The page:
Economy shrinks 11%
The Planning Institute of Jamaica (PIOJ) is reporting that the economy contracted by 11.3 per cent during the July to September quarter, compared to the corresponding period in 2019.
Director General Dr Wayne Henry said that construction increased by an estimated five per cent, while agriculture grew by approximately two per cent during the quarter, relative to last year.
He said that the growth of the subsectors is despite a 3.6 per cent contraction of the goods-producing industry.
Henry said that the upturn in construction was mainly spurred by expenditure on civil engineering activities, including $5.3 billion disbursed by the National Works Agency, relative to $2.7 billion in 2019; and $1.4 billion disbursed by National Road Operating and Constructing Company Limited.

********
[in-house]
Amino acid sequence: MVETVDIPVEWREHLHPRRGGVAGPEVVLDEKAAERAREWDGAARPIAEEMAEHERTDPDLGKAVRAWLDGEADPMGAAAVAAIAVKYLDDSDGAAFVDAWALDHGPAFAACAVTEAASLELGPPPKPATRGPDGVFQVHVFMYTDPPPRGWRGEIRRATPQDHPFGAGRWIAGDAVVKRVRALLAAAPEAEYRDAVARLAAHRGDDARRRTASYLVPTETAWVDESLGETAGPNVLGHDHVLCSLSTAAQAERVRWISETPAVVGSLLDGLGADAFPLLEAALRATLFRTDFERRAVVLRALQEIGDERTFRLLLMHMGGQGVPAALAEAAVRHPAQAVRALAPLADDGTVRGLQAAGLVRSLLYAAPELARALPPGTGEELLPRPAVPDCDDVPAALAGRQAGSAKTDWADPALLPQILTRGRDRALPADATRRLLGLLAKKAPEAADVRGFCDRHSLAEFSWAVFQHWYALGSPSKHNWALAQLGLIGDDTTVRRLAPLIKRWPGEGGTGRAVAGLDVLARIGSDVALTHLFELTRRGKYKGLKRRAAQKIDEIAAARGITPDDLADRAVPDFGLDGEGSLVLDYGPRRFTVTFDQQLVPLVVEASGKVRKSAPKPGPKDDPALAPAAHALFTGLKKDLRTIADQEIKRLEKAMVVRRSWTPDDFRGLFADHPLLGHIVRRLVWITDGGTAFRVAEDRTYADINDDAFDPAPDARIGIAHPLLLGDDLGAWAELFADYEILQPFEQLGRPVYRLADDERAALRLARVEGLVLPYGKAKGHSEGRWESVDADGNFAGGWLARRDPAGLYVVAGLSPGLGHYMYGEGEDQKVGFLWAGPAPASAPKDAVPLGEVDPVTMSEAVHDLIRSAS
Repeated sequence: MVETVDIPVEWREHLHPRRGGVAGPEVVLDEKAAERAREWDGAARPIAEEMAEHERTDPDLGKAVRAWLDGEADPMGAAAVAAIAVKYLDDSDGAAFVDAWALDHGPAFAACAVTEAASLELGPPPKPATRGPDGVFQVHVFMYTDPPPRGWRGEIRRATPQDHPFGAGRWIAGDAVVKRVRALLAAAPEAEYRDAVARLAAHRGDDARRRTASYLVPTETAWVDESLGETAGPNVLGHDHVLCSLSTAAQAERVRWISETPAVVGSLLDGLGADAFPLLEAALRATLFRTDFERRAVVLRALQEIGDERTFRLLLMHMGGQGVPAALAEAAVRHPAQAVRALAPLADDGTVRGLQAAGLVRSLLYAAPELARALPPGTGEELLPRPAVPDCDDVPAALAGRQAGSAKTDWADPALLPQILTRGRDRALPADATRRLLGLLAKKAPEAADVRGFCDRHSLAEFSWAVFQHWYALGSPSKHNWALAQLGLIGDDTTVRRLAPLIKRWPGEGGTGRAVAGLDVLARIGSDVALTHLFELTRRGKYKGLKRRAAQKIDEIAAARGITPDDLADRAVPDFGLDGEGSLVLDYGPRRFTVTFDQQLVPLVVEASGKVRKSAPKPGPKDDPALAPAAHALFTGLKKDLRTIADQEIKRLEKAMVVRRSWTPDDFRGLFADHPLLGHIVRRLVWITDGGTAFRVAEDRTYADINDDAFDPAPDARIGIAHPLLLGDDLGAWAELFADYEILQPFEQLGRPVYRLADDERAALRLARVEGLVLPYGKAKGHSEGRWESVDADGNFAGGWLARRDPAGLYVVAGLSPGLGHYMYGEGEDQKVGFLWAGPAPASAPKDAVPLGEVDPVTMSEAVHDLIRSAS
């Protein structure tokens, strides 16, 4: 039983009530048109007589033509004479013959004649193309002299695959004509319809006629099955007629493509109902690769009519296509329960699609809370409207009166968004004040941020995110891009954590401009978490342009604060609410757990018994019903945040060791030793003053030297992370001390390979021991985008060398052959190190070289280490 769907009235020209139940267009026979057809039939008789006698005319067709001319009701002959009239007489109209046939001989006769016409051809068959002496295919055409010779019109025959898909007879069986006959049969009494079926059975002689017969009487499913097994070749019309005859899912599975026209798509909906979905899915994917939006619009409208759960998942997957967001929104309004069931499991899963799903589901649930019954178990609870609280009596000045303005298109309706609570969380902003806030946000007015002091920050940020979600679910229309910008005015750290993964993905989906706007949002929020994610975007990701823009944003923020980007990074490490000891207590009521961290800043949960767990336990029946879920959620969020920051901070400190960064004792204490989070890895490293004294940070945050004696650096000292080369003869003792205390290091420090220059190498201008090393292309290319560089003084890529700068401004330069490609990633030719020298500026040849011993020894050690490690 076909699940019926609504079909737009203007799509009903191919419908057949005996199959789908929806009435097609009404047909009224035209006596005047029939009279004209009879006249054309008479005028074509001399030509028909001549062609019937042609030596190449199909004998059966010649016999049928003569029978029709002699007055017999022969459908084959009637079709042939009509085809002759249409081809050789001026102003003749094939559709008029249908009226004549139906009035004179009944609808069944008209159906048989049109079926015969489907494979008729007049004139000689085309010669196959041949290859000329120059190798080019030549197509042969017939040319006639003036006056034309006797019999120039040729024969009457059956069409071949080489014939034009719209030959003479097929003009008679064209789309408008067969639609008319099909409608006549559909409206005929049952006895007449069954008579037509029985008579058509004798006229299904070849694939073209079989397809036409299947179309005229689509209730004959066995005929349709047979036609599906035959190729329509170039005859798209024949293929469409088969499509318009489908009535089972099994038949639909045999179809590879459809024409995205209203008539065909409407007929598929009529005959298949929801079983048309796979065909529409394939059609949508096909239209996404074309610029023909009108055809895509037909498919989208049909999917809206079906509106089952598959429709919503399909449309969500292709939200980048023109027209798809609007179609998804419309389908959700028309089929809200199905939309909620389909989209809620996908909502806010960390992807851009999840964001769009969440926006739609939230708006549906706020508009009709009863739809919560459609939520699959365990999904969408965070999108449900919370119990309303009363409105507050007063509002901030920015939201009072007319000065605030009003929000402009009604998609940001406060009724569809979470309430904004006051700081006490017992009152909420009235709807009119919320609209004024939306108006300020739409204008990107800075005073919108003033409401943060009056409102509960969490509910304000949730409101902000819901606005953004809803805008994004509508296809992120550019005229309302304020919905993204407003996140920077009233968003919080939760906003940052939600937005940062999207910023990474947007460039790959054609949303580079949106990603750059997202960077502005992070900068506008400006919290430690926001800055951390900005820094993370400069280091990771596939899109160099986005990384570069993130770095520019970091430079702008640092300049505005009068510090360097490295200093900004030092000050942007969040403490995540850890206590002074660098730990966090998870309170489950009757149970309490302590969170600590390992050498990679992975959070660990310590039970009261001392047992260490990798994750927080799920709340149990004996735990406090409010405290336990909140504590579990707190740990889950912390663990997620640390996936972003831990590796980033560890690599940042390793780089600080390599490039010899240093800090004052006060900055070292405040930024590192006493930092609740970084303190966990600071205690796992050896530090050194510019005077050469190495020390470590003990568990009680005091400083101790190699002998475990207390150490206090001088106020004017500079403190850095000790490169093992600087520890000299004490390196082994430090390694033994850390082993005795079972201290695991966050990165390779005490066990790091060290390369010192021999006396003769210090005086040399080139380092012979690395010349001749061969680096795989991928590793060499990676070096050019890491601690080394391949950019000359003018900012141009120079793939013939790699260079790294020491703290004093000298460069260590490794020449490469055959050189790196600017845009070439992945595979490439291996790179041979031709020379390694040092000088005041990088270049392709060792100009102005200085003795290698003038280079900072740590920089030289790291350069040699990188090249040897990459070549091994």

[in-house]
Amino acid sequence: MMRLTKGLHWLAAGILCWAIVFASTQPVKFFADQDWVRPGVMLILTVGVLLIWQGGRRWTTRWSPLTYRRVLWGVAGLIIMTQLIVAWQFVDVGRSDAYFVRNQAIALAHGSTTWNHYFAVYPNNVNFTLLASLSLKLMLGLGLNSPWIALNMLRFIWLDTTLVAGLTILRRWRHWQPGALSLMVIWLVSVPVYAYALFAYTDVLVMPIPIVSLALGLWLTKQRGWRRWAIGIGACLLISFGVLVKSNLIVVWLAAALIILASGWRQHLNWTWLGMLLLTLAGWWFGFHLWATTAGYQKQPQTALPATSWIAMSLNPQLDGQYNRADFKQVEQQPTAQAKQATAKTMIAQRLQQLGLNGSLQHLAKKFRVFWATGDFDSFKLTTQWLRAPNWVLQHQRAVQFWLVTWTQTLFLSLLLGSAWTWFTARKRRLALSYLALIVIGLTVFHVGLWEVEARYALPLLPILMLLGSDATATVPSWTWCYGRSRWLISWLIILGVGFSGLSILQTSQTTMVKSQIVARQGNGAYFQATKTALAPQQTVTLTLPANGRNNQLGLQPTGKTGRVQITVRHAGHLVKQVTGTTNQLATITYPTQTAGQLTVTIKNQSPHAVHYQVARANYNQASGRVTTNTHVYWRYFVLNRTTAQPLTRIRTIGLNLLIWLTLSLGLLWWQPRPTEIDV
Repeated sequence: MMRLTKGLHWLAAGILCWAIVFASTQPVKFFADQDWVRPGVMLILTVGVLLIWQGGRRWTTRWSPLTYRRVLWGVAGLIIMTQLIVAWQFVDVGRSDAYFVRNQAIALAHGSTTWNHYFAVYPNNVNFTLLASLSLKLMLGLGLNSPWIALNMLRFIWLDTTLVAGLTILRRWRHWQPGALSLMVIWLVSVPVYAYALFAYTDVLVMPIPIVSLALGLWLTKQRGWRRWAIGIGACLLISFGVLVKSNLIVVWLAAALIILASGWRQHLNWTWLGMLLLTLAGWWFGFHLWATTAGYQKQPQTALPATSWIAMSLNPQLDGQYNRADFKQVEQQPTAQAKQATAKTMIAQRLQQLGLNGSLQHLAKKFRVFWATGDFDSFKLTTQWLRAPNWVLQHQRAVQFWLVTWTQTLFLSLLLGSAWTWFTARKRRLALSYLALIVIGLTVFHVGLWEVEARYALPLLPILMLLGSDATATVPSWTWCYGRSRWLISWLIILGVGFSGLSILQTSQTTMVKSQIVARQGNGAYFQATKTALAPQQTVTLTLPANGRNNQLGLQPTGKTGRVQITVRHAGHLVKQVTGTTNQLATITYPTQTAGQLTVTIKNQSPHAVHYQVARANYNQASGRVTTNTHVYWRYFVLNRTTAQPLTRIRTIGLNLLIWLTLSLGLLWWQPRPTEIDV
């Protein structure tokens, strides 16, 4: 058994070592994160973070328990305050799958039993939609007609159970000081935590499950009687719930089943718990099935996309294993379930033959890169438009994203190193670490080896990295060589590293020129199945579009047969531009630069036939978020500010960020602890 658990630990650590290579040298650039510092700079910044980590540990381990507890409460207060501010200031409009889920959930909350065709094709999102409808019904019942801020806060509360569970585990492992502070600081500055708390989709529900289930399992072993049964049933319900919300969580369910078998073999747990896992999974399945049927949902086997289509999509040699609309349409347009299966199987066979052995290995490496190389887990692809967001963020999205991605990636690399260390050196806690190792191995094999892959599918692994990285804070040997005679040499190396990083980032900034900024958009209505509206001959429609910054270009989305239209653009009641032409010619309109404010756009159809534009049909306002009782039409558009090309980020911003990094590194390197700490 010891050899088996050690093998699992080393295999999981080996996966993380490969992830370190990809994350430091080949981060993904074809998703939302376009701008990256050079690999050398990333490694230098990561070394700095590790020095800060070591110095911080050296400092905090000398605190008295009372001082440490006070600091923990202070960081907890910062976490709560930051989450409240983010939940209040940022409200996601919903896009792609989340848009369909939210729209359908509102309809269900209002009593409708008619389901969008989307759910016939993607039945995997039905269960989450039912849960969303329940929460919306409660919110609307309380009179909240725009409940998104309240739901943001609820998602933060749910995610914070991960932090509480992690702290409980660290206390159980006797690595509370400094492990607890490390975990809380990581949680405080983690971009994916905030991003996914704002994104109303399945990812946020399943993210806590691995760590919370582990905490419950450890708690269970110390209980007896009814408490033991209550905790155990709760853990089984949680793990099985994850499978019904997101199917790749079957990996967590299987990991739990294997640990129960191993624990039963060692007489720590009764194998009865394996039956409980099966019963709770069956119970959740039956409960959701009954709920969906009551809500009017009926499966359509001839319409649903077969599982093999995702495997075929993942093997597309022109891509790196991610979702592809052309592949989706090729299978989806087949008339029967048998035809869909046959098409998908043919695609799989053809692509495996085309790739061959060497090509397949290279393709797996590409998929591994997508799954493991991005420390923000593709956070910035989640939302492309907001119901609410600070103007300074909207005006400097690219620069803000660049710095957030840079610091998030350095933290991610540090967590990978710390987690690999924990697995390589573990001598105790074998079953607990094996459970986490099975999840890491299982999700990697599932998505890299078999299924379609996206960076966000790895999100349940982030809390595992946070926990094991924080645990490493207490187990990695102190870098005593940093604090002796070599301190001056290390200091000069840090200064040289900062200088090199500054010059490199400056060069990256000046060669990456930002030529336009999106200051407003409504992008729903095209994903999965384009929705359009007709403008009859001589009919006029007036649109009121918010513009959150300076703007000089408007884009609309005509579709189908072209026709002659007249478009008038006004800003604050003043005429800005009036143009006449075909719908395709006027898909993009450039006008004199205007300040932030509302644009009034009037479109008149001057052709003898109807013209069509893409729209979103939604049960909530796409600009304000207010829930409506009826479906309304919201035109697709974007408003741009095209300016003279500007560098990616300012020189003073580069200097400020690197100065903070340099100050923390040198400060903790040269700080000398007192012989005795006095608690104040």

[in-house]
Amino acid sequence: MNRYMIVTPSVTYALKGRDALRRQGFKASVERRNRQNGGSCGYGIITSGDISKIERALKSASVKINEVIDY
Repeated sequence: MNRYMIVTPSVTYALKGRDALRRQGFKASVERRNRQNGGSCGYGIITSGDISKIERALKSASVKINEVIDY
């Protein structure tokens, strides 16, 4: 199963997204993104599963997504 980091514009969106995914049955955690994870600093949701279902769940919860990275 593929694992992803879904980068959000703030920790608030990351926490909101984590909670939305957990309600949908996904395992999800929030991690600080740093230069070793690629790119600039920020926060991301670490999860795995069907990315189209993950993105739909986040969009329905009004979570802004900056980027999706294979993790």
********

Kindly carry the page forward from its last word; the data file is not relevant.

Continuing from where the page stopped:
As it relates to out-turns for the other two subsectors under the goods-producing industry, Henry said that mining and quarrying declined by an estimated 22.9 per cent and manufacturing was down by 8.7 per cent.
The services industry contracted by approximately 13 per cent, with activities in hotels and restaurants; transport, storage and communication; wholesale and retail trade; and other areas declining.
Henry noted that the out-turn for hotels and restaurants reflected an 81.8 per cent downturn in stopover arrivals, particularly from Jamaica’s main source markets, the United States, Europe and Canada.
Henry said the economy has contracted by an estimated 10.7 per cent for the first nine months of the calendar year, from January to September.
It is projected to contract within the range of nine to 11 per cent for the October to December quarter, resulting in a 10 to 12 per cent decline in both the 2020 calendar and 2020-21 fiscal year out-turns as the COVID-19 pandemic continues.